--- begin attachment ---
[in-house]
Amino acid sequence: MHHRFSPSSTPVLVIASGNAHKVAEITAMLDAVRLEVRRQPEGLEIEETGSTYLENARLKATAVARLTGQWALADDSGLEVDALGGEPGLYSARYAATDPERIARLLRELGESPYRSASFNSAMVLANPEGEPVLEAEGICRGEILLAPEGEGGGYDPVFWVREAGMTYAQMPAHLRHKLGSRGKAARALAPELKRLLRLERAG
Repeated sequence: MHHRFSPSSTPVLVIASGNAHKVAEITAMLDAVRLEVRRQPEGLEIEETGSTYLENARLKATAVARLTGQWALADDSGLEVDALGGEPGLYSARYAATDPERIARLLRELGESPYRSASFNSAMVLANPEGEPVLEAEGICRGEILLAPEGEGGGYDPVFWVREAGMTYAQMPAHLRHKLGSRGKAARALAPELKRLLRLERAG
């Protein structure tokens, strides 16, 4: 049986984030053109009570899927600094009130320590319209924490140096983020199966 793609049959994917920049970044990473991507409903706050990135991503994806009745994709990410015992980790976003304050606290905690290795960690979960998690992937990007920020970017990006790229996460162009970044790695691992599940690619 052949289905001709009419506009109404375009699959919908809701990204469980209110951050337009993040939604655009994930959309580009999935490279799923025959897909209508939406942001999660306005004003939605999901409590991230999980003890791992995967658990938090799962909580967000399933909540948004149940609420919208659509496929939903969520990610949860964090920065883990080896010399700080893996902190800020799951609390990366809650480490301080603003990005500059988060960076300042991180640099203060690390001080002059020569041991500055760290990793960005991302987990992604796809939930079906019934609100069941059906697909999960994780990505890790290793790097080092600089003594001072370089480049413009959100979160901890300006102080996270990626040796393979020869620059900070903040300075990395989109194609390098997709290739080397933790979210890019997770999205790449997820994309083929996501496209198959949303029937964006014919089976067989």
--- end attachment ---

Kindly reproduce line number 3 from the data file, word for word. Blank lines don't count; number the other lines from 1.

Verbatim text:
Repeated sequence: MHHRFSPSSTPVLVIASGNAHKVAEITAMLDAVRLEVRRQPEGLEIEETGSTYLENARLKATAVARLTGQWALADDSGLEVDALGGEPGLYSARYAATDPERIARLLRELGESPYRSASFNSAMVLANPEGEPVLEAEGICRGEILLAPEGEGGGYDPVFWVREAGMTYAQMPAHLRHKLGSRGKAARALAPELKRLLRLERAG